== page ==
The Southern part of the United Kingdom has played host to the first of what is to become regular Anglo-French training exercises between the two nations to rehearse their cooperation in the Combined Joint Expeditionary Force (CJEF). The CJEF was formed in the wake of the 2010 Lancaster House Treaties which sought to enrich bilateral cooperation in operations against emerging threats. The CJEF is comprised of air, land and sea units from the two countries that can collectively provide rapid intervention into intensely hostile overseas environments in defensive and offensive roles.
Exercise Griffin Strike 2016 had three principle elements; the Land Component Command (LCC) with a joint French and British headquarters based at RAF St Mawgan in Wales and tactical headquarters on the Salisbury Plain Training Area (SPTA) in England with was the site of most of the land operations, the Air Component Command (ACC) based in High Wycombe and controlling British and French air assets operating from various locations in Southern England and the Maritime Component Command (MCC) which oversaw naval and amphibious operations from two Carrier Manoeuvre Boxes in the Bristol Channel.
The largest part of the exercise was the land element and involved the deployment of 5,500 French and British airborne and armoured infantry troops on the extensive Salisbury Plain Training Area. The French land units deployed were mainly armoured infantry equipped with VBCI-VCI and VBCI-VPC, VAB Sans, VAB Obs and VBL from 1er Régiment de Tirailleurs, armoured troops equipped with Char Leclerc and DNG from 1er Régiment de Chasseurs and logistical troops from 516 Régiment du Train. The main British land units deployed were airborne troops 2nd Battalion The Royal Gurkha Rifles and 3rd Battalion The Parachute Regiment, infantry troops from 1st Battalion the Yorkshire Regiment, armoured troops from The Kings Royal Hussars and logistical troops from 27 Regiment The Royal Logistic Corps and 4th Battalion The Royal Electrical and Mechanical Engineers.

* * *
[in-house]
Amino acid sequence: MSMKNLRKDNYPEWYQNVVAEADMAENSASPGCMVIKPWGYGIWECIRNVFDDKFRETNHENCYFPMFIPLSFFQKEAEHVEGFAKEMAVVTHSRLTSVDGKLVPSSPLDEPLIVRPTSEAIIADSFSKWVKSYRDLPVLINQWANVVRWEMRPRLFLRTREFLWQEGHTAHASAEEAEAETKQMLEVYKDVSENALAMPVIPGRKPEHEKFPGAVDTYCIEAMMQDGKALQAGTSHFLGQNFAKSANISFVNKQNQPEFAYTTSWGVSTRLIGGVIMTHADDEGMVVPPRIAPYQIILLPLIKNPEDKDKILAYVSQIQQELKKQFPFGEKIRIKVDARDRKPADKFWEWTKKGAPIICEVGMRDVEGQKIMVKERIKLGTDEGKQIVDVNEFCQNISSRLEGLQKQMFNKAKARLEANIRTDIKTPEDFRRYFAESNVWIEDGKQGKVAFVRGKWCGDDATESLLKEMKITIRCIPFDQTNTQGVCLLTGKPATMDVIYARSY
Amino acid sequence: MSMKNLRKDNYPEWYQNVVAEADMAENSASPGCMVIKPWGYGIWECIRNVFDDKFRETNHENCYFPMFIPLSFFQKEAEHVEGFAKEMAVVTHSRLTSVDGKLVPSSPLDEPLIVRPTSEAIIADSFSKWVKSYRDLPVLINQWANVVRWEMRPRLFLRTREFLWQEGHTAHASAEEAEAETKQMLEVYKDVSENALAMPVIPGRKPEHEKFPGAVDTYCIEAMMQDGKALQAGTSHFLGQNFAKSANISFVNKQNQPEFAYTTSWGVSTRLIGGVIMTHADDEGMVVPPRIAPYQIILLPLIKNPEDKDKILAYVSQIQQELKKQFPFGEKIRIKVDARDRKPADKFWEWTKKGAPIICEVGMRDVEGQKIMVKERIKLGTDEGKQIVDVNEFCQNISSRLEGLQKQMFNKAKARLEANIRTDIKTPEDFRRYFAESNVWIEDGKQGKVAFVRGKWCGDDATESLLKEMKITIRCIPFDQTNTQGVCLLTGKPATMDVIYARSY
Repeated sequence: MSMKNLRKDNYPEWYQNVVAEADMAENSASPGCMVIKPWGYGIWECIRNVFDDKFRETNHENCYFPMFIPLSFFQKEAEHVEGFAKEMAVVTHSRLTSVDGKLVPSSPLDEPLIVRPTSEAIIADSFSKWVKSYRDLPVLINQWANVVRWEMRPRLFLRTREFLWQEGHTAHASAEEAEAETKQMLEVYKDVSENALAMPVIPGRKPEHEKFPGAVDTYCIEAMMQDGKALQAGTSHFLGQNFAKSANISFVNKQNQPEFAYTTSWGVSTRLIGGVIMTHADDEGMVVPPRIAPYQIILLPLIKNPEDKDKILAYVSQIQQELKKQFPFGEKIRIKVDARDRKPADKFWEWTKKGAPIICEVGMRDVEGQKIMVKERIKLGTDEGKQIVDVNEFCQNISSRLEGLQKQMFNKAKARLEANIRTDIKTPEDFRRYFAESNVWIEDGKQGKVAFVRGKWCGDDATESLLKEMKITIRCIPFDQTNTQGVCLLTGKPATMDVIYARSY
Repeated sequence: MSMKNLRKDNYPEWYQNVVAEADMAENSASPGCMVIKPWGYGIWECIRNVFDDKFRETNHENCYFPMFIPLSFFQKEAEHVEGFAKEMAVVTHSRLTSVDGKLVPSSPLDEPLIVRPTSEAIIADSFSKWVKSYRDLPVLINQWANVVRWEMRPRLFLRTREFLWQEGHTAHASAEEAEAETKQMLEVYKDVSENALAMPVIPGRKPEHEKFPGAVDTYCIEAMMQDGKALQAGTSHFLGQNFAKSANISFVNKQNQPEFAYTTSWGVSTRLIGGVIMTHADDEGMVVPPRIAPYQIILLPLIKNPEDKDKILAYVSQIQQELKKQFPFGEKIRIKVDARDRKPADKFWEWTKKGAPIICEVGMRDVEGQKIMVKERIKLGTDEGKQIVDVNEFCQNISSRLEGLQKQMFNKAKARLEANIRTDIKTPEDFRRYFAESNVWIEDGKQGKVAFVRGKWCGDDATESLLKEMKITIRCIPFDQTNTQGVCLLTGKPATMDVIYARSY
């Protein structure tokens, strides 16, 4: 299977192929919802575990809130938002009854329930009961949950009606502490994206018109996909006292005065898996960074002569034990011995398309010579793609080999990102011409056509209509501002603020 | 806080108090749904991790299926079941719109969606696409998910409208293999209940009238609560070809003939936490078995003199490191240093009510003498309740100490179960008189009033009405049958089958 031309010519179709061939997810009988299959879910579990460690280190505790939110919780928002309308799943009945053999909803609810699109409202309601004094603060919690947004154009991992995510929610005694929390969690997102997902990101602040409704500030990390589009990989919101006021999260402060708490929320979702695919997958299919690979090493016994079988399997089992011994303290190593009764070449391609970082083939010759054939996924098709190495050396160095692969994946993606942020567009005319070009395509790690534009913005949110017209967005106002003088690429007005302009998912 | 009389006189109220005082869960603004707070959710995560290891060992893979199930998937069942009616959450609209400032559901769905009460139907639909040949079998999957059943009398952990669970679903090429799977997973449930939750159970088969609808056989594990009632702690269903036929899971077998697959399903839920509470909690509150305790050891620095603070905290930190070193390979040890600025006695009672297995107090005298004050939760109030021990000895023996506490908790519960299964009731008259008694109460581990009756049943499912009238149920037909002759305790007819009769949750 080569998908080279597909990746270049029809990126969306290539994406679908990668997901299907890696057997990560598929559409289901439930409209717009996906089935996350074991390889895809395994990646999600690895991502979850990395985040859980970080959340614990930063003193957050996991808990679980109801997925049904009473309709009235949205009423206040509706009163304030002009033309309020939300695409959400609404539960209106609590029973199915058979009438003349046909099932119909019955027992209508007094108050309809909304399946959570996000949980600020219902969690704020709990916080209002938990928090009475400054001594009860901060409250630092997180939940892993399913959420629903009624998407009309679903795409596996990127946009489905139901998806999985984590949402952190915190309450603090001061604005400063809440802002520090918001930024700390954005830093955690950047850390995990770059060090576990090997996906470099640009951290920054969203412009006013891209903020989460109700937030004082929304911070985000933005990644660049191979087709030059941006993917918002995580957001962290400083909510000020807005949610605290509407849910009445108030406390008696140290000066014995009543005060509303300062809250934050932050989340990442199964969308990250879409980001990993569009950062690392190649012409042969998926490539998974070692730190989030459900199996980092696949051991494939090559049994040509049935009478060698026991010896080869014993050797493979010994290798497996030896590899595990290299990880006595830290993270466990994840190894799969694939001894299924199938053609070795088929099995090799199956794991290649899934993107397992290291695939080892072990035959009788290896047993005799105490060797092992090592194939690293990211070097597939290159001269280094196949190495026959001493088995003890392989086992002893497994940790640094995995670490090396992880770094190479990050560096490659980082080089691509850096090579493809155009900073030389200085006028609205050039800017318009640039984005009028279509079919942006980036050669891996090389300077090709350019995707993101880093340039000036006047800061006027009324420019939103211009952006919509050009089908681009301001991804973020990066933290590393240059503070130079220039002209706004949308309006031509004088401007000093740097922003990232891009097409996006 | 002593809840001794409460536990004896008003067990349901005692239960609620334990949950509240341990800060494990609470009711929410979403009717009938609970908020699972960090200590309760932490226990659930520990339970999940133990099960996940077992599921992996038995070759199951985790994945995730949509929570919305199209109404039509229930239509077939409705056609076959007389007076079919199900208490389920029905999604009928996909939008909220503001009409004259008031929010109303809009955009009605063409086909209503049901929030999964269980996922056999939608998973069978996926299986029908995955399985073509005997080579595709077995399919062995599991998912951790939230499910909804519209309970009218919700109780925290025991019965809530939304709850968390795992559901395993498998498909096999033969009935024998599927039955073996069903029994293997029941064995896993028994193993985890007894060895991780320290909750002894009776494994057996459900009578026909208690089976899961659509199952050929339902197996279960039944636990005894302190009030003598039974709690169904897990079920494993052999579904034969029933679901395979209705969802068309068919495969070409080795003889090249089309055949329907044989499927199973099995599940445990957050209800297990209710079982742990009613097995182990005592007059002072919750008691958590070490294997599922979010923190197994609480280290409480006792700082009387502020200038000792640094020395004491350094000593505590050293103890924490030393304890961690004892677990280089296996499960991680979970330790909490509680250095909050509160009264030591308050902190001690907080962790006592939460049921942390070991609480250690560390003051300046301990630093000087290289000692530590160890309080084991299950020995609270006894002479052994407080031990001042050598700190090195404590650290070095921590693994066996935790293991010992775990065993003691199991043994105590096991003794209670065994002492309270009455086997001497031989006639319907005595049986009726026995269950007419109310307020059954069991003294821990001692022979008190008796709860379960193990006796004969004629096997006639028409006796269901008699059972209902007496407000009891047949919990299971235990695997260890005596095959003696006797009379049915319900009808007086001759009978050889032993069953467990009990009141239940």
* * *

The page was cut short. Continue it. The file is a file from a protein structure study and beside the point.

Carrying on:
Throughout the exercise French forces remained under French control and British units remained under British control but the exercise demonstrated their ability to work successfully side by side and gave each force an opportunity to become familiar with the tactics of each other, the equipment used, the capability of the equipment and the compatibility of the equipment.
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Article réalisé grâce à Richard Stickland / Thanks to Richard Stickland for this article.